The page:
about the house daily until all the work was done, then changed her
dress when I changed mine, and kept herself close, to us, body and
soul - for she seemed in one sense our ward, in another our help, making
her doubly dear, and I many times blessed the providence that brought
her to us just as we were losing Hal. She was sensitive, but never
morbidly so, apparently anxious to have every one about her happy, and I
never saw the airs that I expected her to assume, for she was ever
smiling and happy in her manner.

As the days passed over us, we took long walks in the woods together,
and she unfolded to me leaf by leaf of her life history.

The deep love she had borne her husband remained unchanged - and nightly,
with perfect devotion, she looked upon and pressed to her lips his
miniature, which was fastened to a massive chain hanging on her neck;
never in sight, but hidden from other eyes, as if too sacred for their
gaze. Her husband was of French parentage, but had, when at the early
age of sixteen she married him, been alone in this country. He was
twenty years older than herself, and her parents passing away soon after
her marriage, he had been husband, mother and father. Her son, Louis
Robert, eighteen years of age, was named for him, and both she and her
son had fortunes in their own right. It seemed that Mr. Desmonde had an
illness lasting for months, and knowing it must prove fatal, had
arranged every thing perfectly for his departure. It was his wish that
Louis Robert should, if agreeable to his mind, pursue a course of study,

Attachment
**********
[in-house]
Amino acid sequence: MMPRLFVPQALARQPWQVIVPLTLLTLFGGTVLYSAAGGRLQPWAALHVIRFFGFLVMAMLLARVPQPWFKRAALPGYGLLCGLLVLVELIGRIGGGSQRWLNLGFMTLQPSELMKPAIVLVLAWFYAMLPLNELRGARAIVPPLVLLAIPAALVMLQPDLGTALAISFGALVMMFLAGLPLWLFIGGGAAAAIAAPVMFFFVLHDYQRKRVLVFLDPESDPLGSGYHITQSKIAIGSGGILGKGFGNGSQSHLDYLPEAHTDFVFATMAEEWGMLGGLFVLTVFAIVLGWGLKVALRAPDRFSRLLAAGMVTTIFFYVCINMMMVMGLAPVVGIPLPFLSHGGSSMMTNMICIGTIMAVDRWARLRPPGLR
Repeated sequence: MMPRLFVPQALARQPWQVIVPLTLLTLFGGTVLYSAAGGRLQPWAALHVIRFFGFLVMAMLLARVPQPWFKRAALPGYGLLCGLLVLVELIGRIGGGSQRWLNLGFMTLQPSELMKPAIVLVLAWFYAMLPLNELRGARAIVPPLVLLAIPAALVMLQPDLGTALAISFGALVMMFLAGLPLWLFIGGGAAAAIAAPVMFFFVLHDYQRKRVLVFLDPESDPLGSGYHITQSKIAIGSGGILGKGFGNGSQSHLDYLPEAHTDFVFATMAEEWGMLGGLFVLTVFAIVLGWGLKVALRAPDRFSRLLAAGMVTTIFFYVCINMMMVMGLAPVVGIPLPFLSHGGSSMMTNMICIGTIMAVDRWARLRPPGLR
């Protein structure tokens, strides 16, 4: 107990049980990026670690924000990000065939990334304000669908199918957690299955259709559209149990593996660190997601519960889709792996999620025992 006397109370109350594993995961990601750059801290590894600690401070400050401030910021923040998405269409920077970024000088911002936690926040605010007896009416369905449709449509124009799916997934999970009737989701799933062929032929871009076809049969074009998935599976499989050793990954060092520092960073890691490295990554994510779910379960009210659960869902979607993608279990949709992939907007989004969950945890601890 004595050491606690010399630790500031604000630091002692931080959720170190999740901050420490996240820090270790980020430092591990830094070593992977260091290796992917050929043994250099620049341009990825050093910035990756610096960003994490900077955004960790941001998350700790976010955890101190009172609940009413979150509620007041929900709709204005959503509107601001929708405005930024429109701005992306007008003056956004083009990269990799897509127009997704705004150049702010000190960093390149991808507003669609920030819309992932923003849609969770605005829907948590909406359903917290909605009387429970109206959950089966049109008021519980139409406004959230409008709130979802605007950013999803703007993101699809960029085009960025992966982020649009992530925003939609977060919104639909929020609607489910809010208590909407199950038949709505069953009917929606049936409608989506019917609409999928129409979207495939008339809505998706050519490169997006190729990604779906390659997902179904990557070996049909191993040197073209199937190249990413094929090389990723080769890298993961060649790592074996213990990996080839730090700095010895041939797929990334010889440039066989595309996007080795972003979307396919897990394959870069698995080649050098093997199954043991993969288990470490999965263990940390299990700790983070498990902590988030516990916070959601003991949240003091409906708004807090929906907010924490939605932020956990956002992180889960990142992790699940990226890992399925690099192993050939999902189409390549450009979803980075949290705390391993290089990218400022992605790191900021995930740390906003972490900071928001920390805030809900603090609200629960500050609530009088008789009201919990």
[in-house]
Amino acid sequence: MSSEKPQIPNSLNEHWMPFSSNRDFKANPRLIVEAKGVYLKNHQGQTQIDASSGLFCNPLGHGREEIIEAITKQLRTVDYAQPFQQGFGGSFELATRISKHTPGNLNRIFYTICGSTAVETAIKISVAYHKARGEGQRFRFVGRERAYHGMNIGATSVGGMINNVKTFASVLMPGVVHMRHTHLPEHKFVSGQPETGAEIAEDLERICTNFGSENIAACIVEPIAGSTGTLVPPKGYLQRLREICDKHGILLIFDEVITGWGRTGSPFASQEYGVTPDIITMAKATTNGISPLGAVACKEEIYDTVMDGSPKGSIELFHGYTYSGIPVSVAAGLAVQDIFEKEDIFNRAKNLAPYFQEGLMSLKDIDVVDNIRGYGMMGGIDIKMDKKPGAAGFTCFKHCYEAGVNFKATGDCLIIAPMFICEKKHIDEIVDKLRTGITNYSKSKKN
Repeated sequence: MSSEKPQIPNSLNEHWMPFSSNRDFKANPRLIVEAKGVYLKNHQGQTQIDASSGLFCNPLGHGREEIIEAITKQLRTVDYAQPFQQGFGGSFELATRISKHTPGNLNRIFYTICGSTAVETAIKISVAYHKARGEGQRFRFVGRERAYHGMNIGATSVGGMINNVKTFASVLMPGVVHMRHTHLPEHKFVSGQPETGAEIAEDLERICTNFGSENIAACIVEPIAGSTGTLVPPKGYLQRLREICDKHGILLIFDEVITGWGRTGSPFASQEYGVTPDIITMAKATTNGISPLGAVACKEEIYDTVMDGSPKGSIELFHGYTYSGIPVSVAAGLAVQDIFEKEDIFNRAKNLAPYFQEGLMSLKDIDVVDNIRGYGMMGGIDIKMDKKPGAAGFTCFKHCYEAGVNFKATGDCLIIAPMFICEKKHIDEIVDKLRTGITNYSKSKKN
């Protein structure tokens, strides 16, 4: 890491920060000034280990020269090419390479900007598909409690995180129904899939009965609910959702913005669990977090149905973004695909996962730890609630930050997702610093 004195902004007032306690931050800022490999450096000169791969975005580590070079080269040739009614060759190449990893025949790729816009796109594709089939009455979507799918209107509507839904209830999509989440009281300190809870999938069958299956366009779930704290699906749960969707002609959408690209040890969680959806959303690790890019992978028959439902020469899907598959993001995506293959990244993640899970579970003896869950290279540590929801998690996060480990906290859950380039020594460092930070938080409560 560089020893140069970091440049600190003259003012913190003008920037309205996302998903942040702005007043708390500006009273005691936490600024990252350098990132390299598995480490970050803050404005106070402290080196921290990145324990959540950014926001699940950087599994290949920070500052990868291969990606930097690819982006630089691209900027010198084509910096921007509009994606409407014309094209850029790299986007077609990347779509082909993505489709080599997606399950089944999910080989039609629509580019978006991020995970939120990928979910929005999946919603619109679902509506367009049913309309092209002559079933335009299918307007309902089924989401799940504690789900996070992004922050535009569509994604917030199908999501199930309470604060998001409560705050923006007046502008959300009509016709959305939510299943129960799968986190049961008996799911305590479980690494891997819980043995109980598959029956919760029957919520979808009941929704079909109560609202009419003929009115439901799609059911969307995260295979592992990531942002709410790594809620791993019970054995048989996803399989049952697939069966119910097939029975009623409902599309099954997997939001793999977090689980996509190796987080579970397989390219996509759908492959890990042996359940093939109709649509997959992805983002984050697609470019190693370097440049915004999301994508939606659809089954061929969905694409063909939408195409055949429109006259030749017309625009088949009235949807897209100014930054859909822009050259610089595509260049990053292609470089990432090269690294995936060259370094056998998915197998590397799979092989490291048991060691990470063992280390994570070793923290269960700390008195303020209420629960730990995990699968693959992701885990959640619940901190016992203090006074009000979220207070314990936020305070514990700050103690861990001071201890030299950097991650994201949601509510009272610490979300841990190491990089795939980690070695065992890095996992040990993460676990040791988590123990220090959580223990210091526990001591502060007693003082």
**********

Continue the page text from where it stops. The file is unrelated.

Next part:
to prepare him for professional work of some kind.

In a letter written on his death-bed he impressed upon his son the
necessity of dealing honestly with his fellow-men, and exhorted him to
endeavor to be always ready, as opportunities presented themselves for
small charities and kindnesses; these, as his father thought, are often
more praiseworthy than donations to public objects, and the giving of
alms to be seen of men, as many wealthy people do.

In accordance with these last wishes, Louis was placed under the care of
a worthy man, who was principal of a seminary a little distance from the
city where their home was. Clara desired him to come to us about the
twentieth of August and stay two weeks, and also urged me to go to her
home with her and meet him, then returning together.

I hardly wanted to do so, but her sweet urgency persuaded me, and I
consented, reflecting mournfully over those shabby ribbons and that
lemon-colored bow. If there is anything like help in the world that I
receive most gratefully, it is the prompt recognition of a need, and
unobtrusive aid for it. A short time before the day appointed for us to
go to the city, our Clara came down stairs dressed in a beautiful dark
shade of blue Foulard silk, with a lace ruff about her throat, fastened
with a lemon-colored bow.

The blood rushed with a full tide to my face when my eyes fell upon her
as she entered. Simple, I presume, to those accustomed to elegant
costume would her attire have seemed, but to me, as yet uninitiated in
the mysteries of society, dress, etc., she was the perfection of
loveliness, and the impression made upon me was an indelible one; I
never saw anything half so lovely and perfect as she at that moment
appeared to me.

It was an unusual thing too for her to be dressed so nicely for an
afternoon at home. She had, I knew, many beautiful dresses, and had told
me sometimes of the elaborate toilets of the city, but had heretofore
donned as an afternoon dress the gray mohair she wore when she came, and
a light blue scarf over her shoulders was the only color she wore about
her. The weather was warm but the heat was never oppressive to her - her
blood, she said, had never felt as it were really warm since the night
her husband died. On this particular afternoon, we were talking
principally of Hal, and my eyes unconsciously riveted their gaze on the
folds of her dress hanging so gracefully about her, and trailing softly
on the carpet if moved.

I wondered too a little at it, for I noticed it to be quite long in